- Here is a quote from a sources if you can't find this out yourself (https://www.topuniversities.com/blog/what-liberal-arts-education):
- What is Liberal Arts Education? -- By Hasna Haidar
- "What is liberal arts education today?
- So, in a modern context, what is a liberal arts education? There are now many subjects that fall within the broad scope of the category; a typical liberal arts degree program is interdisciplinary, covering topics within the humanities, as well as social, natural and formal sciences. There are differences in the particular subjects included in liberal arts degree programs at different institutions. However, the liberal arts spectrum is generally accepted as covering the following fields:
- * Humanities – includes art, literature, linguistics, philosophy, religion, ethics, modern foreign languages, music, theater, speech, classical languages (Latin/Greek) etc.
- * Social sciences – includes history, psychology, law, sociology, politics, gender studies, anthropology, economics, geography, business informatics, etc.
- * Natural sciences – includes astronomy, biology, chemistry, physics, botany, archaeology, zoology, geology, Earth sciences, etc.
- * Formal sciences – includes mathematics, logic, statistics, etc."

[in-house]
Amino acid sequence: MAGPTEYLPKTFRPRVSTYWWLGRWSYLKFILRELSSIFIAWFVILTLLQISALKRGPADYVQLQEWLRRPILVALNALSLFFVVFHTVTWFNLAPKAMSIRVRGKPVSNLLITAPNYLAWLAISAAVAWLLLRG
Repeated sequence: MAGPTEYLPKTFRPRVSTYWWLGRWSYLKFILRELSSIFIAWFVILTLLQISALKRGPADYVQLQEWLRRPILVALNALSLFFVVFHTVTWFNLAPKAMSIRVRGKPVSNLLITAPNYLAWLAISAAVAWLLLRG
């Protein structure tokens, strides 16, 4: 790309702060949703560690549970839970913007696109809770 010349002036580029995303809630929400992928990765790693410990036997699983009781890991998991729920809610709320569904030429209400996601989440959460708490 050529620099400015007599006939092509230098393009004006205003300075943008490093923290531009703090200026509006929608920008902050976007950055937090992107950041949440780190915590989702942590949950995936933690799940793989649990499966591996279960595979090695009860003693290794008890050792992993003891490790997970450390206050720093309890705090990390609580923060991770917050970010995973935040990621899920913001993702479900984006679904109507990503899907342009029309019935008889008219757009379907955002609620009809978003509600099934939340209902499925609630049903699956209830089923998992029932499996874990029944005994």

220.127.116.11 (talk) 15:54, 19 July 2023 (UTC)
- You should have a read of WP:RS. A blog on 'topuniversities.com' is not going to help you here. MrOllie (talk) 15:55, 19 July 2023 (UTC)
- "Today liberal arts include humanities, social sciences, natural sciences and formal sciences. When its historical roots are traced, it is found that the liberal arts were the oldest higher" -
- This is From "Liberal Arts Education: Imparting Intellectual Vision" by Samhita K of Jain University-Bangalore in the International Journal of Scientific Research Engineering & Technology (IJSRET), ISSN 2278 – 0882 (Volume 7, Issue 9, September 2018) - Link: https://www.researchgate.net/profile/Samhita-Krishnaswamy/publication/328381909_Liberal_Arts_Education_Imparting_Intellectual_Vision/links/5bc99081a6fdcc03c793afa8/Liberal-Arts-Education-Imparting-Intellectual-Vision.pdf .
- — Preceding unsigned comment added by 18.104.22.168 (talk) 16:01, 19 July 2023 (UTC)
- Nor is a well-known predatory journal. MrOllie (talk) 16:04, 19 July 2023 (UTC)
More sources incoming:
22.214.171.124 (talk) 16:17, 19 July 2023 (UTC)
The spitefulness I just faced is just petty, are they really just going to revert the term "legal case" to "or a specific/a specific group of lawsuit(s)/court case(s)" evidenced by them in the strategic communication article saying "Dept of redundancy dep" just as a jab at me because I made sourced edits on a completely different article that didn't fit their personal beliefs. The term "legal case" is a lot better and concise relative to the phrase "or a specific/a specific group of lawsuit(s)/court case(s)". That's just unfair. [Just to be on the safe side and to give the benefit of the doubt to other, if that wasn't meant to be a spiteful jab at me over something petty and was a good faith edit, I will recant this and continue as if it never happened]. 126.96.36.199 (talk) 16:50, 19 July 2023 (UTC)
- When someone is making the encyclopedia worse on one article, it is pretty standard to look at their contributions to see if they are also making it worse elsewhere. In this case I found some more stuff that needed fixing. MrOllie (talk) 17:02, 19 July 2023 (UTC)